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Themes of 2016

Posted: 6 January 2017 in Uncategorized

Looking back over the past year, here are the ten major themes I found in my blog posts: inequality critique of mainstream economics the U.S. presidential election, especially Bernie Sanders and Donald Trump class and surplus epistemology, especially uncertainty utopia working-class corporations and capital academy critique of liberalism We’ll see what happens in the current year. . […]

  I’ve been over this before. But I continue to be amazed at the ubiquitous, facile references to science, evidence, and facts and the derision that is directed at the proposition that we live in a post-truth world. On topics as diverse as climate change, globalization, and the role of the working-class in electing Donald […]

It wasn’t a homogeneous block—whether the white working-class or anti-immigrant nativists or the victims of globalization—that put Donald Trump into the White House. That’s the kind of reductionist narrative that has proliferated both before and after the fateful 2016 presidential election, all in an attempt to make sense of Trump’s “base.” Instead, it was a […]

Almost very time MFA hears a mainstream economist speak—on topics ranging from the danger of raising the minimum wage to how we all benefit from free trade and globalization—she responds, “Where did they get their degree, from a Cracker Jack box?” No doubt, she’d react in the same manner if she listened to the members […]

Corporate duplicity, it seems, knows no bounds. First, ExxonMobil misled the public about climate change for years, even as its research echoed the growing scientific consensus that global warming is real and caused by human activity. Then, while various states attorneys-general launched investigations of whether Exxon deceived shareholders and the public to protect its profits, the Wall […]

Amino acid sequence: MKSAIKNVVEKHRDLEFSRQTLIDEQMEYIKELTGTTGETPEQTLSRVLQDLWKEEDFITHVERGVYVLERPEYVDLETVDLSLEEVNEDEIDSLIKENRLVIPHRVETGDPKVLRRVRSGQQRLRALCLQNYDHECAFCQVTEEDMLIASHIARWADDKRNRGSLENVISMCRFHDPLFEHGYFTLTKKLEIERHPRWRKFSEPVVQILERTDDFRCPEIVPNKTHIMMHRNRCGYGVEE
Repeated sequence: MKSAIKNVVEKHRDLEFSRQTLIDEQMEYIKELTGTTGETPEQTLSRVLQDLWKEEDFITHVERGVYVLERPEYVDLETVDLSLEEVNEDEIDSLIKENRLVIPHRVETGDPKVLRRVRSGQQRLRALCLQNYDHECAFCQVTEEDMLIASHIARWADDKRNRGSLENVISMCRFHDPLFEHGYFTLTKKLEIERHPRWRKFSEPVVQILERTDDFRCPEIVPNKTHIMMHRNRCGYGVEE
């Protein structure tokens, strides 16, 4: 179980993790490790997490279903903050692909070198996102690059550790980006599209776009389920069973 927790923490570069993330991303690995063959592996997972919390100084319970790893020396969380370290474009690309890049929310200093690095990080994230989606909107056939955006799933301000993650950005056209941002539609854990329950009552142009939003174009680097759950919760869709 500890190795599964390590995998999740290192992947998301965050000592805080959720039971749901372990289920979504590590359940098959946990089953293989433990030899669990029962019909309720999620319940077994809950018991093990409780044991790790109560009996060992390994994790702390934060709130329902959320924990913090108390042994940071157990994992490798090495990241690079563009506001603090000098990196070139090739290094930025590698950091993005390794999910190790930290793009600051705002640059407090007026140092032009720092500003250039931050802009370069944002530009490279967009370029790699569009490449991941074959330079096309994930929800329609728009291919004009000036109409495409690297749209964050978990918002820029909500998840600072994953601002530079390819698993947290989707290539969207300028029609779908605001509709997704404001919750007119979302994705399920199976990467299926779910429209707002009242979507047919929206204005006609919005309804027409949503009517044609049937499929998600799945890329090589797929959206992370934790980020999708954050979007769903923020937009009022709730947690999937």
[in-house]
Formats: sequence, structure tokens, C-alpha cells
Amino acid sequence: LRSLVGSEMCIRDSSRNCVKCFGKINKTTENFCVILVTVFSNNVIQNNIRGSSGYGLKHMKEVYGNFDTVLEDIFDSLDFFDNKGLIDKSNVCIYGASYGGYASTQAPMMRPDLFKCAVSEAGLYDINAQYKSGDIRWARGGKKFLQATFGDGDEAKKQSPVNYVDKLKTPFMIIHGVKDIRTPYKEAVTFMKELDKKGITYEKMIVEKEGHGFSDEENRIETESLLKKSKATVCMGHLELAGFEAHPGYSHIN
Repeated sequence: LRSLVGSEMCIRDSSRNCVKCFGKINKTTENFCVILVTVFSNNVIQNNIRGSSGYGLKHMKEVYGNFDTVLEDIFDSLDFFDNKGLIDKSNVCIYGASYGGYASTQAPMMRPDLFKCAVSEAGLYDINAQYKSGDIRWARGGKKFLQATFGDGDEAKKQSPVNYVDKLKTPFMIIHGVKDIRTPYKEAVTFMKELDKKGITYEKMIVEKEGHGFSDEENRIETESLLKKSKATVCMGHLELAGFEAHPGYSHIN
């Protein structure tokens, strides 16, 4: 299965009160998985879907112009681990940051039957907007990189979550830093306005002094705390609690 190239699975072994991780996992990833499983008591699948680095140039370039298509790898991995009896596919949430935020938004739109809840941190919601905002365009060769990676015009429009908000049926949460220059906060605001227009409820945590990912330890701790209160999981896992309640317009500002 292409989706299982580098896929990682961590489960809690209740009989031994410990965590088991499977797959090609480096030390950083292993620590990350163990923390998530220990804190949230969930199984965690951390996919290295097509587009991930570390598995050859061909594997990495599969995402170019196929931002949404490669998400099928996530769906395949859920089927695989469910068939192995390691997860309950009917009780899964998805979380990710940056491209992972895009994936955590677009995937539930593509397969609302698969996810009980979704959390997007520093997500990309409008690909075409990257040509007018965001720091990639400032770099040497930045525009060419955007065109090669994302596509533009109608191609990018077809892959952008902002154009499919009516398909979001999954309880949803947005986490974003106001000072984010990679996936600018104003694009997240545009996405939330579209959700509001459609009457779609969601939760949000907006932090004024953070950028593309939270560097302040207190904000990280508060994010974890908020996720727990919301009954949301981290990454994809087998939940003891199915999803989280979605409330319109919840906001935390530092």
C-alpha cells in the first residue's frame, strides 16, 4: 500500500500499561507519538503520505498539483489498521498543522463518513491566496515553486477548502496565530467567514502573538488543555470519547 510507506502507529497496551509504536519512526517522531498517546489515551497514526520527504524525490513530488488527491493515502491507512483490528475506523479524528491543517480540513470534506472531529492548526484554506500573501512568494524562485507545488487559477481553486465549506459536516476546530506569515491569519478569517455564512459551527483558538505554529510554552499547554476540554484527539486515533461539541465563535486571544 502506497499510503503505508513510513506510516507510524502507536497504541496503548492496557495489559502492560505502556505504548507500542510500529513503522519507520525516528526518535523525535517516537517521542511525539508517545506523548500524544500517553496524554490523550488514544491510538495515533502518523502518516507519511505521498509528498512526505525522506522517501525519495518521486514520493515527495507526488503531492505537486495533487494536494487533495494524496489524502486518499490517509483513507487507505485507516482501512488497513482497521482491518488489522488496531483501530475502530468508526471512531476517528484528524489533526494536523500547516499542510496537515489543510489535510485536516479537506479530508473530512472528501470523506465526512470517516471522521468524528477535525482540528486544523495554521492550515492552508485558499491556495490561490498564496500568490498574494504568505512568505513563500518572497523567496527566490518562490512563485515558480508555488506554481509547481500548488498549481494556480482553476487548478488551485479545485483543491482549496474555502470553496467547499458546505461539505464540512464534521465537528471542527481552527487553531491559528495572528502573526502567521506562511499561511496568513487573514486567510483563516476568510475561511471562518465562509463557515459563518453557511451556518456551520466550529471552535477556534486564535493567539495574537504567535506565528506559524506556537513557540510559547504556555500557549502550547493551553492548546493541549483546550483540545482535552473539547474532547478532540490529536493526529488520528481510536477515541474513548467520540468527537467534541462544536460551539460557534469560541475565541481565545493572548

As regular readers know, I have written about minimum wages many times over the years on this blog. However, after reading about the much-publicized study by Ekaterina Jardim et al., according to which Seattle’s decision to raise the minimum wage actually hurt low-wage workers, I decided to turn to my old friend and minimum-wage expert […]

Obviously, recent events—such as Brexit, Donald Trump’s presidency, and the rise of Bernie Sanders and Jeremy Corbyn—have surprised many experts and shaken up the existing common sense. Some have therefore begun to make the case that an era has come to an end. The problem, of course, is while the old may be dying, it’s […]

  One of the courses I’m offering this semester is A Tale of Two Depressions, cotaught with one of my colleagues, Ben Giamo, from American Studies. It’s a comparison of the conditions and consequences of the two major crises of capitalism during the past hundred years, the 1930s and the period after the crash of 2007-08.* It […]

It comes as no surprise, at least to most of us, that corporations are getting larger and increasing their share in many different industries. We see it everyday—when we buy plane tickets or try to take out a loan or just make a purchase at a retail store. We know it. And now, it seems, economists […]

Donald Trump promised to bring back “good” manufacturing jobs to American workers. So did Hillary Clinton. Both, as I argued back in December, were wrong. What neither candidate was willing to acknowledge is that, while manufacturing output was already on the rebound after the Great Recession, the jobs weren’t going to come back. They were […]